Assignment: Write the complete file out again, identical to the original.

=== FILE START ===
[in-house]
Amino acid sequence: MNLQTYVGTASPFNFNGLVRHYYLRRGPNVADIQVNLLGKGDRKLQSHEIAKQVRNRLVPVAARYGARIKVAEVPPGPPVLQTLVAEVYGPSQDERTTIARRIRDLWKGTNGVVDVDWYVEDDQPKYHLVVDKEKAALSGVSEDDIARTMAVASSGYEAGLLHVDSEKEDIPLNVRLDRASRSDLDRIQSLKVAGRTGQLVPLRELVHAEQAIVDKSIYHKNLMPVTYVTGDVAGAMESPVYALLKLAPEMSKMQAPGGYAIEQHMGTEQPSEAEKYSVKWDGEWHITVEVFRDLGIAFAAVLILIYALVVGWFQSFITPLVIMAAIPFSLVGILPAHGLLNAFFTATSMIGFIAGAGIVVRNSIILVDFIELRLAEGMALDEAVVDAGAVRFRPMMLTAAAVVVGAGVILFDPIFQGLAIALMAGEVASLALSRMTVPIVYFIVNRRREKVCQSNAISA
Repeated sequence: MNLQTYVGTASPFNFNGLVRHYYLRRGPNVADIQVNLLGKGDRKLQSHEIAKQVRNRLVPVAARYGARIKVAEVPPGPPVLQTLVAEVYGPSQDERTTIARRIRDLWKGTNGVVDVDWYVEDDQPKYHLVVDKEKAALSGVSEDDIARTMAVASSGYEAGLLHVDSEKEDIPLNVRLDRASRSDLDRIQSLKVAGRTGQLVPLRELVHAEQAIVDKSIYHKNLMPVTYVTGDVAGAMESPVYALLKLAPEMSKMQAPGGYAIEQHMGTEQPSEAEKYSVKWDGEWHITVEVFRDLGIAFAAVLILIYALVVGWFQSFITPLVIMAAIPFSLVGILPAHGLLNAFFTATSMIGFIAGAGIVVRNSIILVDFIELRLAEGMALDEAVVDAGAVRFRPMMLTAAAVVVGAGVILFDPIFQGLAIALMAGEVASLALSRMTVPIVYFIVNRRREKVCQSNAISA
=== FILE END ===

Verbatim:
[in-house]
Amino acid sequence: MNLQTYVGTASPFNFNGLVRHYYLRRGPNVADIQVNLLGKGDRKLQSHEIAKQVRNRLVPVAARYGARIKVAEVPPGPPVLQTLVAEVYGPSQDERTTIARRIRDLWKGTNGVVDVDWYVEDDQPKYHLVVDKEKAALSGVSEDDIARTMAVASSGYEAGLLHVDSEKEDIPLNVRLDRASRSDLDRIQSLKVAGRTGQLVPLRELVHAEQAIVDKSIYHKNLMPVTYVTGDVAGAMESPVYALLKLAPEMSKMQAPGGYAIEQHMGTEQPSEAEKYSVKWDGEWHITVEVFRDLGIAFAAVLILIYALVVGWFQSFITPLVIMAAIPFSLVGILPAHGLLNAFFTATSMIGFIAGAGIVVRNSIILVDFIELRLAEGMALDEAVVDAGAVRFRPMMLTAAAVVVGAGVILFDPIFQGLAIALMAGEVASLALSRMTVPIVYFIVNRRREKVCQSNAISA
Repeated sequence: MNLQTYVGTASPFNFNGLVRHYYLRRGPNVADIQVNLLGKGDRKLQSHEIAKQVRNRLVPVAARYGARIKVAEVPPGPPVLQTLVAEVYGPSQDERTTIARRIRDLWKGTNGVVDVDWYVEDDQPKYHLVVDKEKAALSGVSEDDIARTMAVASSGYEAGLLHVDSEKEDIPLNVRLDRASRSDLDRIQSLKVAGRTGQLVPLRELVHAEQAIVDKSIYHKNLMPVTYVTGDVAGAMESPVYALLKLAPEMSKMQAPGGYAIEQHMGTEQPSEAEKYSVKWDGEWHITVEVFRDLGIAFAAVLILIYALVVGWFQSFITPLVIMAAIPFSLVGILPAHGLLNAFFTATSMIGFIAGAGIVVRNSIILVDFIELRLAEGMALDEAVVDAGAVRFRPMMLTAAAVVVGAGVILFDPIFQGLAIALMAGEVASLALSRMTVPIVYFIVNRRREKVCQSNAISA